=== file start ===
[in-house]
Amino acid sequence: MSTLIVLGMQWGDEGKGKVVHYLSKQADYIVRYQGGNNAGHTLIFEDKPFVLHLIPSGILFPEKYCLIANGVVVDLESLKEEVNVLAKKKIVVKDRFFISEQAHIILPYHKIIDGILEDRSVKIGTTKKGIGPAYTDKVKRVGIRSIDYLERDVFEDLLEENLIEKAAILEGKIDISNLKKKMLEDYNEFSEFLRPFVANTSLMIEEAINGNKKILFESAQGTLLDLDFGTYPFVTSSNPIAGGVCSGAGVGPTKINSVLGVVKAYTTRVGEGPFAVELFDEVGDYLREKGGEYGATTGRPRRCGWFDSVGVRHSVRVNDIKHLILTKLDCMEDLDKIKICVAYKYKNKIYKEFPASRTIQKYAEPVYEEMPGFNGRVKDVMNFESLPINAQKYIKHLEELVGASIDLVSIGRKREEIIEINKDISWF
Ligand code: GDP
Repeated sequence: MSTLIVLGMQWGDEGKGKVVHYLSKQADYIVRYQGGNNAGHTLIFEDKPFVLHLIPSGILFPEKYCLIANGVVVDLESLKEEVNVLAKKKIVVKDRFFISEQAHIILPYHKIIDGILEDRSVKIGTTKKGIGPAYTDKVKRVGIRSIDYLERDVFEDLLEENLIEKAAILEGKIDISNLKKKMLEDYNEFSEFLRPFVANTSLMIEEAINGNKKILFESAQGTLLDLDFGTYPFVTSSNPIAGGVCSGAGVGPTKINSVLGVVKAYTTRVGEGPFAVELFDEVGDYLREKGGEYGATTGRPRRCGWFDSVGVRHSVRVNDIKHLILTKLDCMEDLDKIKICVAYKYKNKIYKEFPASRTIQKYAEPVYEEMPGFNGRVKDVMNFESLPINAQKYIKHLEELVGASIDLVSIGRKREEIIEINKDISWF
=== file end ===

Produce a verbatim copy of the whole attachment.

[in-house]
Amino acid sequence: MSTLIVLGMQWGDEGKGKVVHYLSKQADYIVRYQGGNNAGHTLIFEDKPFVLHLIPSGILFPEKYCLIANGVVVDLESLKEEVNVLAKKKIVVKDRFFISEQAHIILPYHKIIDGILEDRSVKIGTTKKGIGPAYTDKVKRVGIRSIDYLERDVFEDLLEENLIEKAAILEGKIDISNLKKKMLEDYNEFSEFLRPFVANTSLMIEEAINGNKKILFESAQGTLLDLDFGTYPFVTSSNPIAGGVCSGAGVGPTKINSVLGVVKAYTTRVGEGPFAVELFDEVGDYLREKGGEYGATTGRPRRCGWFDSVGVRHSVRVNDIKHLILTKLDCMEDLDKIKICVAYKYKNKIYKEFPASRTIQKYAEPVYEEMPGFNGRVKDVMNFESLPINAQKYIKHLEELVGASIDLVSIGRKREEIIEINKDISWF
Ligand code: GDP
Repeated sequence: MSTLIVLGMQWGDEGKGKVVHYLSKQADYIVRYQGGNNAGHTLIFEDKPFVLHLIPSGILFPEKYCLIANGVVVDLESLKEEVNVLAKKKIVVKDRFFISEQAHIILPYHKIIDGILEDRSVKIGTTKKGIGPAYTDKVKRVGIRSIDYLERDVFEDLLEENLIEKAAILEGKIDISNLKKKMLEDYNEFSEFLRPFVANTSLMIEEAINGNKKILFESAQGTLLDLDFGTYPFVTSSNPIAGGVCSGAGVGPTKINSVLGVVKAYTTRVGEGPFAVELFDEVGDYLREKGGEYGATTGRPRRCGWFDSVGVRHSVRVNDIKHLILTKLDCMEDLDKIKICVAYKYKNKIYKEFPASRTIQKYAEPVYEEMPGFNGRVKDVMNFESLPINAQKYIKHLEELVGASIDLVSIGRKREEIIEINKDISWF